Friday, April 22, 2011

Falling in Love

So I was reading this this morning, and it got me thinking, tangentially, about how hard it was those first few days to really feel like I loved Bug. I didn't feel exactly as the post I linked to describes- I was tired, but not down-to-the-bones exhausted. I never thought about trading my daughter for a hot meal or shower, and I made sure I had one of each of those things every day. I didn't ever sleep during the day, and I functioned just fine, though I did get frustrated more easily than normal. But I kept looking at Bug and wondering when I would start to love her.

Z didn't have this problem. He was head-over-heels the moment he watched her slip out of my vagina. And he developed the ability to sleep through anything, so he wasn't tired at all. I tried to explain it to him. "It's like, yes, I love her, but it's because she's this little lump I pushed out of my body, not because I love her for who she is. I don't really feel it when I look at her or anything." Fortunately, he didn't freak out about me not loving our daughter. He just put one hand over mine and told me that I would get there. And I did, somewhere in week two.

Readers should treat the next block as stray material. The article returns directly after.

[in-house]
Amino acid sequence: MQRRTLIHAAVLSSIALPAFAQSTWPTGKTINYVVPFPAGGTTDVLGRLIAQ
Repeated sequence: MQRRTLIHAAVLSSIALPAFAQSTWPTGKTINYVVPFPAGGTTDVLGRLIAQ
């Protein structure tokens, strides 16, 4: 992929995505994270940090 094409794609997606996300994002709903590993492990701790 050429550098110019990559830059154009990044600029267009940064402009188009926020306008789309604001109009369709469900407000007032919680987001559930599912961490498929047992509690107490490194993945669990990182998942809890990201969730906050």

Relevant to this is an experience I had our first or second night at home, one of the few nights Bug spent in the bassinet. I woke up to see her throwing up- not spitting up, this thing projectiled- while she was laying on her back. She started to choke on what didn't fly through the air out of her mouth, and I think I moved quicker than is actually physically possible, because I don't remember standing up and grabbing her, she was just suddenly in my arms. I was terrified. What if I hadn't woken up? What if she had choked to death, right there, two days old and only two feet from my bed?

I didn't think I loved her yet, but I knew my life would be destroyed if I lost her. It was a weird realization. I think, now, that maybe I did love her and just didn't recognize what it felt like to feel a mother's love for a child. As a child, you love your parents because they care for you. You love your siblings because they're always there, and at least sometimes are nice to you. You love friends because they've somehow attracted you. You love your partner because of who they are and how you fit together with them. But you don't love your baby for any reason other than that they exist. Babies don't earn love. And early on, before they begin interacting with the world, there's not a lot about them to love, really. They just exist, and you love them. Or don't. I'm still not sure.

I will say that now that she does something besides sleep and chew on my nipple all day, it's a lot easier to look at that face and feel the love.

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